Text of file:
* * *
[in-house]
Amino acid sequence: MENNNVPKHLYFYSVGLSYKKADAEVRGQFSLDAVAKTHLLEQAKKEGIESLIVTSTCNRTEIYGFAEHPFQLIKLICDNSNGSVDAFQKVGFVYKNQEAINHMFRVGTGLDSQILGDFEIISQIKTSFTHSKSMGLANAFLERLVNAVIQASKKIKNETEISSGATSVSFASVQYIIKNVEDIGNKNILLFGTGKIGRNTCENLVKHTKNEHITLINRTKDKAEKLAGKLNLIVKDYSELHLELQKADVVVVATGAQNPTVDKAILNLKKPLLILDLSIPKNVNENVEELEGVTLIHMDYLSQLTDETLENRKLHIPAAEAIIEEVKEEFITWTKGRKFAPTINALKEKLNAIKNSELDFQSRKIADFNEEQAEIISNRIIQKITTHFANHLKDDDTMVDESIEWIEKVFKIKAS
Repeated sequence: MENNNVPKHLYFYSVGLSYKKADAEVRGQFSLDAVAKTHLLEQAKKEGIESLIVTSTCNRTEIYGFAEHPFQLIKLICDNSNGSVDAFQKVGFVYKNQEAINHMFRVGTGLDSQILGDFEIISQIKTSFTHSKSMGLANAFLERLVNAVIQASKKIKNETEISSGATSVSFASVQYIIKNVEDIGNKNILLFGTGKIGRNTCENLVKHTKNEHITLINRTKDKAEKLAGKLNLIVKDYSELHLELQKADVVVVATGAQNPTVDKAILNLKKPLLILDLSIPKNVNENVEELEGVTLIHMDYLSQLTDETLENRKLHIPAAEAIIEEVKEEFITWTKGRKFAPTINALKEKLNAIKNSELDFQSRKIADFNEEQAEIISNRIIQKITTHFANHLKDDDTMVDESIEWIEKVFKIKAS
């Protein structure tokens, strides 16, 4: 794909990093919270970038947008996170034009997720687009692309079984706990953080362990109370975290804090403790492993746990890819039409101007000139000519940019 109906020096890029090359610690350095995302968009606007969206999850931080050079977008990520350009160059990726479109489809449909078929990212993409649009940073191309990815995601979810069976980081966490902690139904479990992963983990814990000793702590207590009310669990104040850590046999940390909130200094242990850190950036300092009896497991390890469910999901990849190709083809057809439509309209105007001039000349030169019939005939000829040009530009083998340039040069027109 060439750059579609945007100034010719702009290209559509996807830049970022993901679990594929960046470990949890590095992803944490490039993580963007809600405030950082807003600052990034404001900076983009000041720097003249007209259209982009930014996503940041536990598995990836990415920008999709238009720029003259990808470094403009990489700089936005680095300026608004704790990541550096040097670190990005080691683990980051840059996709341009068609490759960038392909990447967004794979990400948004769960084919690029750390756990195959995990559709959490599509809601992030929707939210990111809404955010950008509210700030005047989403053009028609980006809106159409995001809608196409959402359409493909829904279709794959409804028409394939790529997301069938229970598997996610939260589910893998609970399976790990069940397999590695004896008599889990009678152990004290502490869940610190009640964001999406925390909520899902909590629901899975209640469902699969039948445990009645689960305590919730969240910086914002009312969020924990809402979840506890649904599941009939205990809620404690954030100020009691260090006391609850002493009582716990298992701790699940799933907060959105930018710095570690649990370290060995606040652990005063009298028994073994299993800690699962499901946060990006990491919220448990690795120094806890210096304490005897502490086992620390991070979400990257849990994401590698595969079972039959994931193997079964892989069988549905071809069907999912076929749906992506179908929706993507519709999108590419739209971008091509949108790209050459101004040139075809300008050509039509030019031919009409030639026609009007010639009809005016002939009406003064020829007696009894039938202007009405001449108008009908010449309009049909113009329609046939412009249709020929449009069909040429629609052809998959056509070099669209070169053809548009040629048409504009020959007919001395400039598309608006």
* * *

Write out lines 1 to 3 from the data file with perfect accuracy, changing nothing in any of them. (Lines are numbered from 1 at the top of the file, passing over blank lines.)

[in-house]
Amino acid sequence: MENNNVPKHLYFYSVGLSYKKADAEVRGQFSLDAVAKTHLLEQAKKEGIESLIVTSTCNRTEIYGFAEHPFQLIKLICDNSNGSVDAFQKVGFVYKNQEAINHMFRVGTGLDSQILGDFEIISQIKTSFTHSKSMGLANAFLERLVNAVIQASKKIKNETEISSGATSVSFASVQYIIKNVEDIGNKNILLFGTGKIGRNTCENLVKHTKNEHITLINRTKDKAEKLAGKLNLIVKDYSELHLELQKADVVVVATGAQNPTVDKAILNLKKPLLILDLSIPKNVNENVEELEGVTLIHMDYLSQLTDETLENRKLHIPAAEAIIEEVKEEFITWTKGRKFAPTINALKEKLNAIKNSELDFQSRKIADFNEEQAEIISNRIIQKITTHFANHLKDDDTMVDESIEWIEKVFKIKAS
Repeated sequence: MENNNVPKHLYFYSVGLSYKKADAEVRGQFSLDAVAKTHLLEQAKKEGIESLIVTSTCNRTEIYGFAEHPFQLIKLICDNSNGSVDAFQKVGFVYKNQEAINHMFRVGTGLDSQILGDFEIISQIKTSFTHSKSMGLANAFLERLVNAVIQASKKIKNETEISSGATSVSFASVQYIIKNVEDIGNKNILLFGTGKIGRNTCENLVKHTKNEHITLINRTKDKAEKLAGKLNLIVKDYSELHLELQKADVVVVATGAQNPTVDKAILNLKKPLLILDLSIPKNVNENVEELEGVTLIHMDYLSQLTDETLENRKLHIPAAEAIIEEVKEEFITWTKGRKFAPTINALKEKLNAIKNSELDFQSRKIADFNEEQAEIISNRIIQKITTHFANHLKDDDTMVDESIEWIEKVFKIKAS